Editor's note: This week, the Times continues its new, occasional series called Moments In Time. We're publishing stories from our senior readers that capture treasured memories from a specific part of their lives. These stories typically will have a beginning and an end, deal with vibrant images and include period-piece references. Please submit your entries to firstname.lastname@example.org.
Today's submission comes from Janet Costin, a Valrico resident who grew up in Akron, Ohio.
During a recent trip to visit my mother in Akron, I went for a walk in the old neighborhood and there it was.
This giant monstrosity of curves and speed consisted of three pretty decent narrow slopes that began in the back yard of one kid's home and ended up at the curb the next street down. Some parts of the hill were rocky and bordered with trees, but with good maneuvering and steering ability, these obstacles could be avoided.
This was the wintery place where all the neighborhood kids excitedly gathered each Saturday morning, waiting for their chance. No parents, no rules and for some, no brains. Only one thing mattered: who could ride the entire length of the hill without falling off their sled and make their grand finish at the curb, fiercely braking with your black rubber boots.
It really was the only way to stop.
So there we were, a brave group of rosy-cheeked neighborhood kids bundled up from head to toe on a cold winter morning, ready for our moment on the hill's perilous course. We dragged with us our chosen mode of transportation, which could be the traditional sled or one of those newer aluminum discs with the built-in handles.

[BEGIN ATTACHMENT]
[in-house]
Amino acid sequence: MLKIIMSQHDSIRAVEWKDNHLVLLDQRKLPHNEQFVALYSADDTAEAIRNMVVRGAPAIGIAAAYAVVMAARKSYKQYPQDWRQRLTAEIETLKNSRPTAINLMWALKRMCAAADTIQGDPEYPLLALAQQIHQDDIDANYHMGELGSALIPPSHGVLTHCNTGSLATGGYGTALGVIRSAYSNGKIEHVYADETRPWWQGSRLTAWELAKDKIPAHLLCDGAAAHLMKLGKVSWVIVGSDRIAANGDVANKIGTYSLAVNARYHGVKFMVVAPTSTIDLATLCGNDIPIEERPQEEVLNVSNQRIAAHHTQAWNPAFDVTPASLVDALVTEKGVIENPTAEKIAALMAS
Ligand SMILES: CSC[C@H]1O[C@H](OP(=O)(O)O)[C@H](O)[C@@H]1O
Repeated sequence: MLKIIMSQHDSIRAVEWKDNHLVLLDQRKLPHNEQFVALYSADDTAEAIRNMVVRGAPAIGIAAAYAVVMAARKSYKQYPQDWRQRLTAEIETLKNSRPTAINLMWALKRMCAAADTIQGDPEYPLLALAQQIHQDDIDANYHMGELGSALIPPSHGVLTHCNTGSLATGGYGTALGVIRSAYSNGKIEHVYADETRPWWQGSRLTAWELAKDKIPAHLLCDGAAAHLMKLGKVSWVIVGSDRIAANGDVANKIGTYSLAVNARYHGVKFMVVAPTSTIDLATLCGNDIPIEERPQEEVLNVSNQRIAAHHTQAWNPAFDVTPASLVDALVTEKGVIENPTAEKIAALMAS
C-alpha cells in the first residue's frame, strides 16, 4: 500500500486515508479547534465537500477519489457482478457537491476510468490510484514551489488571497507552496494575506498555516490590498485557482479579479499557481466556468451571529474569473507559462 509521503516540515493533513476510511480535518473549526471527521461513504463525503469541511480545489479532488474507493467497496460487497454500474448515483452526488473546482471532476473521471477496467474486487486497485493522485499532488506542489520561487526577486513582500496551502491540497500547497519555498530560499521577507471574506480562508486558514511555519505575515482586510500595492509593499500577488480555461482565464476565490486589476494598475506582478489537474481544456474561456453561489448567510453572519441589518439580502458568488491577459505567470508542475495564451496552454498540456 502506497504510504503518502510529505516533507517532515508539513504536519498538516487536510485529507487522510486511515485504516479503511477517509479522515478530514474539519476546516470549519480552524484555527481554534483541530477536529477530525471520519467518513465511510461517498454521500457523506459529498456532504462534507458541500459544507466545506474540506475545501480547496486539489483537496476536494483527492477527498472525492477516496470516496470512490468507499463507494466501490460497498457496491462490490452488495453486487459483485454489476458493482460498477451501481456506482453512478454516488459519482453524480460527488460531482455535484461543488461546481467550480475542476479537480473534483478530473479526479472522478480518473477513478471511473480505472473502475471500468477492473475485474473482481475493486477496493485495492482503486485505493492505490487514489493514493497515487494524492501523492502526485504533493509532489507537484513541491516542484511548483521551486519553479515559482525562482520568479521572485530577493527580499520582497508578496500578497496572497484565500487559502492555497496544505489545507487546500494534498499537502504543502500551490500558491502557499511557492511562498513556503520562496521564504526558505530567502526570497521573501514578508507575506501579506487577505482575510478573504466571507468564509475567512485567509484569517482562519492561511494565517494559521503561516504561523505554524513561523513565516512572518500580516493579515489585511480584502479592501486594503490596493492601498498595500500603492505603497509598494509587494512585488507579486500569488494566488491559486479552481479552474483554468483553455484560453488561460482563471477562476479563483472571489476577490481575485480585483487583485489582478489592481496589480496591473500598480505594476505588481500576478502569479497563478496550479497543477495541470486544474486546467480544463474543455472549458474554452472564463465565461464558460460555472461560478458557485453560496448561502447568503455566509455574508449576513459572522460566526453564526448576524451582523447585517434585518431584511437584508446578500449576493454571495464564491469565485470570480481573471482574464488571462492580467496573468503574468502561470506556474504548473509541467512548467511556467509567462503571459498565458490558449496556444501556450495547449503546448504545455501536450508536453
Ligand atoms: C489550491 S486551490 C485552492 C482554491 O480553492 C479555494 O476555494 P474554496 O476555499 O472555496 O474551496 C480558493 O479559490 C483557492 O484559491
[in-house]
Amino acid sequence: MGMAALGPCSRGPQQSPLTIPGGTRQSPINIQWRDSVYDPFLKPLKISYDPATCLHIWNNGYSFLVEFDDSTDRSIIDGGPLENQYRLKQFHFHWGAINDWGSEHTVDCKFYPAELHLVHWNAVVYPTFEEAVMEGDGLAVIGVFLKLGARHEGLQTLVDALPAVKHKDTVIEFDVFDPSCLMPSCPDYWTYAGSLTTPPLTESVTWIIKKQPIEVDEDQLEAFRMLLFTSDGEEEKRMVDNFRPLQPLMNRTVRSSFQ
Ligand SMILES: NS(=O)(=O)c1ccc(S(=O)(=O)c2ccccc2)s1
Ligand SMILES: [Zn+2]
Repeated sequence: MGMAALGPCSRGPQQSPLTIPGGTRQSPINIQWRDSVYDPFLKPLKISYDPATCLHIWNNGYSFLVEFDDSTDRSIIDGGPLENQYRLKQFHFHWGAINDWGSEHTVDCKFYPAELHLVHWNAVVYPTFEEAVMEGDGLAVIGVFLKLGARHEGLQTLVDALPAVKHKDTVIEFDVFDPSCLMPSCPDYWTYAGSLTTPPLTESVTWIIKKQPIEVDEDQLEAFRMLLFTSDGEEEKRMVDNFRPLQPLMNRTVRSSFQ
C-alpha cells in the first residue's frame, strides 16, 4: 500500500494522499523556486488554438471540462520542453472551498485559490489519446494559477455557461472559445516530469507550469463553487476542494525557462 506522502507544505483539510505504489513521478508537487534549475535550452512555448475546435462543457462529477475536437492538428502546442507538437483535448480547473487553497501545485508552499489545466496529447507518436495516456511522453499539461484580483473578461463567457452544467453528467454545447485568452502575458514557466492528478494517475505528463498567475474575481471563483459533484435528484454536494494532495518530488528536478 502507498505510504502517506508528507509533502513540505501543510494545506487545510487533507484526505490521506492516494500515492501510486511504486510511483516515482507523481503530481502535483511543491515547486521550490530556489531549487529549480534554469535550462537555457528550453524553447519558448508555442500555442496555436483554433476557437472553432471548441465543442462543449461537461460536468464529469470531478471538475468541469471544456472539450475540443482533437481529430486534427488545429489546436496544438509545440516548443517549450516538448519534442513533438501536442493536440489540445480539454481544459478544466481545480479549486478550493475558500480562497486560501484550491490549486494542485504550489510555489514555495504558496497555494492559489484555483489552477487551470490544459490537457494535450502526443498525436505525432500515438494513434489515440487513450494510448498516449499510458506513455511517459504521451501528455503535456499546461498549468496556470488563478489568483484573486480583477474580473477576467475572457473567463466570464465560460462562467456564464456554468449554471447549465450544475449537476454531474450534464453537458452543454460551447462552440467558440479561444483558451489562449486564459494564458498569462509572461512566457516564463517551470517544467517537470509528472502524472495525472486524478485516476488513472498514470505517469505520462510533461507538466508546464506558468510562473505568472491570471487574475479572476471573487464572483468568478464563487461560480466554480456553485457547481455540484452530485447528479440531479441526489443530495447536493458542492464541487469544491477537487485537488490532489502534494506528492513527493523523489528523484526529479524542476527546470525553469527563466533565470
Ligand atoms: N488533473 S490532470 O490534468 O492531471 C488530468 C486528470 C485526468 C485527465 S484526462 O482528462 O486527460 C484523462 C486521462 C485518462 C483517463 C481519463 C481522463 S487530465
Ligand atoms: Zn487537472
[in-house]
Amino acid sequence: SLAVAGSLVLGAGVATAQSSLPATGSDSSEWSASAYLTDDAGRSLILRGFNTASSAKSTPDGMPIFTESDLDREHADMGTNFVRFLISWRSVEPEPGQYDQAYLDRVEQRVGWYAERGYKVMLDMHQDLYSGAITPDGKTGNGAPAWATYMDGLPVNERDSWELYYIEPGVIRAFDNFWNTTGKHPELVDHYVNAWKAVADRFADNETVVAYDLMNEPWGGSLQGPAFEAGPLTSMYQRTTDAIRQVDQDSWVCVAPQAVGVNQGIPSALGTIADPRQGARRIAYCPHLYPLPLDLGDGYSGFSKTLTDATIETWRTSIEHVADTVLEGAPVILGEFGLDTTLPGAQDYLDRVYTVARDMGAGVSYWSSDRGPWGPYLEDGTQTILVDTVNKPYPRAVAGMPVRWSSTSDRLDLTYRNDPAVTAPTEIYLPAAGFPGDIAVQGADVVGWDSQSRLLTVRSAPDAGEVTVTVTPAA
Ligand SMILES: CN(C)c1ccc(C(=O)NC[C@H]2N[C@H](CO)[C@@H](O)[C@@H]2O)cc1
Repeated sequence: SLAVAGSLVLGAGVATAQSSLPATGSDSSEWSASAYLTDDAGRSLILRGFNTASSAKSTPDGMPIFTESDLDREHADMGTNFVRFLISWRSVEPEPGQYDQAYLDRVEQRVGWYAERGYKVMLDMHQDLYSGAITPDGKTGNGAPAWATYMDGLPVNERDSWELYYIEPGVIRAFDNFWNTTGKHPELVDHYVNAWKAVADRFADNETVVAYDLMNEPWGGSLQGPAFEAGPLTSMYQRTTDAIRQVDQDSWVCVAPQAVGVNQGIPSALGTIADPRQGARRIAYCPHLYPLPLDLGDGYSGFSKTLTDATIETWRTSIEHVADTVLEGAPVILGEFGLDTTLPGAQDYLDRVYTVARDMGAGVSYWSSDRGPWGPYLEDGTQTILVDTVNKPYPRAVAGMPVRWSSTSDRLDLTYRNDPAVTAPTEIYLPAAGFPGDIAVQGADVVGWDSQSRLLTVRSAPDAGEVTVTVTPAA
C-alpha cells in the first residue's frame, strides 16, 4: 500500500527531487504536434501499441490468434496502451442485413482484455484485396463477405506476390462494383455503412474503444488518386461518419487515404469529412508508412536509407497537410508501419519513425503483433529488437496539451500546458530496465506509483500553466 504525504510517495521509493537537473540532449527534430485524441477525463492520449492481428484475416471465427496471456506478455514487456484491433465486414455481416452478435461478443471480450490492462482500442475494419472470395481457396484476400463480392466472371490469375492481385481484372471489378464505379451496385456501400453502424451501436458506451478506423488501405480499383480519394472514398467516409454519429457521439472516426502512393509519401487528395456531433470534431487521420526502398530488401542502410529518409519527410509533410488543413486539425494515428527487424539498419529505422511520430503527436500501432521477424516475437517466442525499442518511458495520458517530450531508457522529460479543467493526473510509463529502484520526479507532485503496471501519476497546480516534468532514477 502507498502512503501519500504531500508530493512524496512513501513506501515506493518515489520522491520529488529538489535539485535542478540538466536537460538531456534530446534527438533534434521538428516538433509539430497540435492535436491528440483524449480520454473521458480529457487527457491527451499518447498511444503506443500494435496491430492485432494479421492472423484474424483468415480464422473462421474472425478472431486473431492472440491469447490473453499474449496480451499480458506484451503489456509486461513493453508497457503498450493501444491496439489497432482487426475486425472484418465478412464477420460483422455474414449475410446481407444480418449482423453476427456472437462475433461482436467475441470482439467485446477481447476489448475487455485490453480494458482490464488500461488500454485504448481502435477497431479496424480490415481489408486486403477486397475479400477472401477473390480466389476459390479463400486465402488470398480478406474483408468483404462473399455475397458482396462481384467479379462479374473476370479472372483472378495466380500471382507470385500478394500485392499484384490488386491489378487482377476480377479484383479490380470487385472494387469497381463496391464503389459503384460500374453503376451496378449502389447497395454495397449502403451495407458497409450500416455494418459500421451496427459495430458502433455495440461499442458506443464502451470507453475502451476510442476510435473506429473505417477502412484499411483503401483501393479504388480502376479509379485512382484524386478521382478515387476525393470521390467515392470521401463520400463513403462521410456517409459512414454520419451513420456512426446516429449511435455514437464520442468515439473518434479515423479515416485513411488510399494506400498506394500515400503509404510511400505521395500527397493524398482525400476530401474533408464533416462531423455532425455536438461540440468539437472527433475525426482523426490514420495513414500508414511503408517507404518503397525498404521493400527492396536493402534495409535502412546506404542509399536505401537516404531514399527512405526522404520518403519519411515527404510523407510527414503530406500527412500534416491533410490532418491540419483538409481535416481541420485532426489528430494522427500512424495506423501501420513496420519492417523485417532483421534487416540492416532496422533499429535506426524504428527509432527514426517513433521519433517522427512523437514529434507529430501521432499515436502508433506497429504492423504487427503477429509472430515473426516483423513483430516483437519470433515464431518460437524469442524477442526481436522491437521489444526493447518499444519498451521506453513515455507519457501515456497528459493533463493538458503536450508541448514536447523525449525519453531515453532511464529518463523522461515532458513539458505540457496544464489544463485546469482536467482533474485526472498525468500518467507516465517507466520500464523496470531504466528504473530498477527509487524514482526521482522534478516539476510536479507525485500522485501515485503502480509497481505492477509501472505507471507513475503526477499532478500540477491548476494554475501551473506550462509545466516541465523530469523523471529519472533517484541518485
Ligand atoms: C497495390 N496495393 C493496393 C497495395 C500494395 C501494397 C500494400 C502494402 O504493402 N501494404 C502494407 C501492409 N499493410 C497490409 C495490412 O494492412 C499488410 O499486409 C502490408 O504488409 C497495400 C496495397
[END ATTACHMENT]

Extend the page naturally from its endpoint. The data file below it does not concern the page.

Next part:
For others a sled was not necessary. Some kids used a large piece of cardboard to ride, while others wore plastic jackets and just went down the hill on their backs.
The older kids always went first, because they were fearless and also had what we called "hill seniority." We younger kids had a great deal of respect for them and knew that someday we would be first, too. The older kids were going to have the privilege of enjoying the best rides of the day since the hill was in its pristine state of powdery soft snow, making for a cushiony descent.
Later, the snow became packed down from all the riders and the hill became a treacherous sheet of ice and exposed rocks. That's about the time of day we would stand around and see who would go home with torn pants, bloody noses and a few extra lumps on their head.
Usually, the injured group would include my brother Gary, who insisted on riding his sled with a few buddies attached for the extra weight and speed. They would start out fine but then their sled would hit a rock or go off course due to my brother's reckless maneuvering, and the sled and its riders would be airborne.
I think one time someone lost a front tooth. Very few kids actually made it to the end.
Funny, I was never afraid. The hill and I had kind of an understanding. I felt that as long as you respected it and didn't try anything stupid, you had a pretty good chance of making it all the way to the end. I usually did.
For a girl like me, this was a huge deal. Especially in the midst of many boys my age who could not do it. The ride down Suicide Hill felt magical to me. The whistling, freezing wind biting against my face was a small price to pay for my moment of sheer enjoyment and absolute freedom.
I don't think I have ever felt that free again in my entire life.
Seeing the hill now makes me wonder why we all thought it was so scary. The slopes really are much smaller than I remember and the course not nearly as long. Is that because I have gotten older? Maybe. The land where the hill sits is now fenced in, so I'll never get the chance to find out, even at my age. And neither will the new generation of brave sledders, if there are any.
It is my great hope that they put away their cell phones and computers for a day or two and perhaps conquer their own hill. They might discover that the joy and magic of being a kid can be so much more than gazing at an LCD screen.